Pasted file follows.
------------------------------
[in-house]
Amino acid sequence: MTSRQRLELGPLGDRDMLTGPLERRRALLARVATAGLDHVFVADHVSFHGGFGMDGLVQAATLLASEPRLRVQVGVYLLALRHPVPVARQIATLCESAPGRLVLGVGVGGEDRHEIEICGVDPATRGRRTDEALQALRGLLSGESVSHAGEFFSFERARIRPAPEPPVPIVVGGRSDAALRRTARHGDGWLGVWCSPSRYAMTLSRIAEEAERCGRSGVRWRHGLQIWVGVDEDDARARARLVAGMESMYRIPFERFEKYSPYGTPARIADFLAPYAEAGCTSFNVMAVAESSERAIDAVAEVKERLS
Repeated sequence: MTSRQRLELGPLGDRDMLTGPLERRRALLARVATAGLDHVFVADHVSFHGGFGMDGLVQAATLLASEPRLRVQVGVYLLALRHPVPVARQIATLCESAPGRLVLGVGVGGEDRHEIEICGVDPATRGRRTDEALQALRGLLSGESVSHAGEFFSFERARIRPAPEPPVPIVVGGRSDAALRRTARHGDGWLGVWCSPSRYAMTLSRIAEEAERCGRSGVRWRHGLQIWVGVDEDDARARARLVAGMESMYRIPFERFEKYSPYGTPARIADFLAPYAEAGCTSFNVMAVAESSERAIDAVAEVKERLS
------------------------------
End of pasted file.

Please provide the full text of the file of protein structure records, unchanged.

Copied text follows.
[in-house]
Amino acid sequence: MTSRQRLELGPLGDRDMLTGPLERRRALLARVATAGLDHVFVADHVSFHGGFGMDGLVQAATLLASEPRLRVQVGVYLLALRHPVPVARQIATLCESAPGRLVLGVGVGGEDRHEIEICGVDPATRGRRTDEALQALRGLLSGESVSHAGEFFSFERARIRPAPEPPVPIVVGGRSDAALRRTARHGDGWLGVWCSPSRYAMTLSRIAEEAERCGRSGVRWRHGLQIWVGVDEDDARARARLVAGMESMYRIPFERFEKYSPYGTPARIADFLAPYAEAGCTSFNVMAVAESSERAIDAVAEVKERLS
Repeated sequence: MTSRQRLELGPLGDRDMLTGPLERRRALLARVATAGLDHVFVADHVSFHGGFGMDGLVQAATLLASEPRLRVQVGVYLLALRHPVPVARQIATLCESAPGRLVLGVGVGGEDRHEIEICGVDPATRGRRTDEALQALRGLLSGESVSHAGEFFSFERARIRPAPEPPVPIVVGGRSDAALRRTARHGDGWLGVWCSPSRYAMTLSRIAEEAERCGRSGVRWRHGLQIWVGVDEDDARARARLVAGMESMYRIPFERFEKYSPYGTPARIADFLAPYAEAGCTSFNVMAVAESSERAIDAVAEVKERLS